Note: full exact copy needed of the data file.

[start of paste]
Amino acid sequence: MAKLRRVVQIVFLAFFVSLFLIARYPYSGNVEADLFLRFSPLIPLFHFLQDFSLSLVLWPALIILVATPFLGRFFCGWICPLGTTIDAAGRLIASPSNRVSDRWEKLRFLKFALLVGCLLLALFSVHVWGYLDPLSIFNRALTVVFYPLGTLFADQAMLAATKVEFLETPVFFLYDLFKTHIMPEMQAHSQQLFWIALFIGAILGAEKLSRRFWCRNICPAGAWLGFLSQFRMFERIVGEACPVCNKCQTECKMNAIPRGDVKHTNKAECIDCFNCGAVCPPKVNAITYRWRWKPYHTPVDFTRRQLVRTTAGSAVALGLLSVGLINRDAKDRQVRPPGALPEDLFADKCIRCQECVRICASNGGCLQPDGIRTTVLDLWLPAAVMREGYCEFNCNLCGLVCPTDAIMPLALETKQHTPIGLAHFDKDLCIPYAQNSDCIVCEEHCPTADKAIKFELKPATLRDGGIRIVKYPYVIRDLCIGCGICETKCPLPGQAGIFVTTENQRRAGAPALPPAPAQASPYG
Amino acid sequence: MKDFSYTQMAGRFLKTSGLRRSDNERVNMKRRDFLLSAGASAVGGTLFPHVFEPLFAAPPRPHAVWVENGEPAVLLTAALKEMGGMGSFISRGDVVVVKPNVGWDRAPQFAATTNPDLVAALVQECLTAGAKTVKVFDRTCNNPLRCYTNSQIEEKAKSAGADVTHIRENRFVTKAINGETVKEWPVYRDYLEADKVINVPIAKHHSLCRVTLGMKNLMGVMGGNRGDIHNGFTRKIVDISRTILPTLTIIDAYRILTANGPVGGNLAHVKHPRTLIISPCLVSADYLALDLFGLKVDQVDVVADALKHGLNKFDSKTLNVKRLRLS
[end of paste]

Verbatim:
Amino acid sequence: MAKLRRVVQIVFLAFFVSLFLIARYPYSGNVEADLFLRFSPLIPLFHFLQDFSLSLVLWPALIILVATPFLGRFFCGWICPLGTTIDAAGRLIASPSNRVSDRWEKLRFLKFALLVGCLLLALFSVHVWGYLDPLSIFNRALTVVFYPLGTLFADQAMLAATKVEFLETPVFFLYDLFKTHIMPEMQAHSQQLFWIALFIGAILGAEKLSRRFWCRNICPAGAWLGFLSQFRMFERIVGEACPVCNKCQTECKMNAIPRGDVKHTNKAECIDCFNCGAVCPPKVNAITYRWRWKPYHTPVDFTRRQLVRTTAGSAVALGLLSVGLINRDAKDRQVRPPGALPEDLFADKCIRCQECVRICASNGGCLQPDGIRTTVLDLWLPAAVMREGYCEFNCNLCGLVCPTDAIMPLALETKQHTPIGLAHFDKDLCIPYAQNSDCIVCEEHCPTADKAIKFELKPATLRDGGIRIVKYPYVIRDLCIGCGICETKCPLPGQAGIFVTTENQRRAGAPALPPAPAQASPYG
Amino acid sequence: MKDFSYTQMAGRFLKTSGLRRSDNERVNMKRRDFLLSAGASAVGGTLFPHVFEPLFAAPPRPHAVWVENGEPAVLLTAALKEMGGMGSFISRGDVVVVKPNVGWDRAPQFAATTNPDLVAALVQECLTAGAKTVKVFDRTCNNPLRCYTNSQIEEKAKSAGADVTHIRENRFVTKAINGETVKEWPVYRDYLEADKVINVPIAKHHSLCRVTLGMKNLMGVMGGNRGDIHNGFTRKIVDISRTILPTLTIIDAYRILTANGPVGGNLAHVKHPRTLIISPCLVSADYLALDLFGLKVDQVDVVADALKHGLNKFDSKTLNVKRLRLS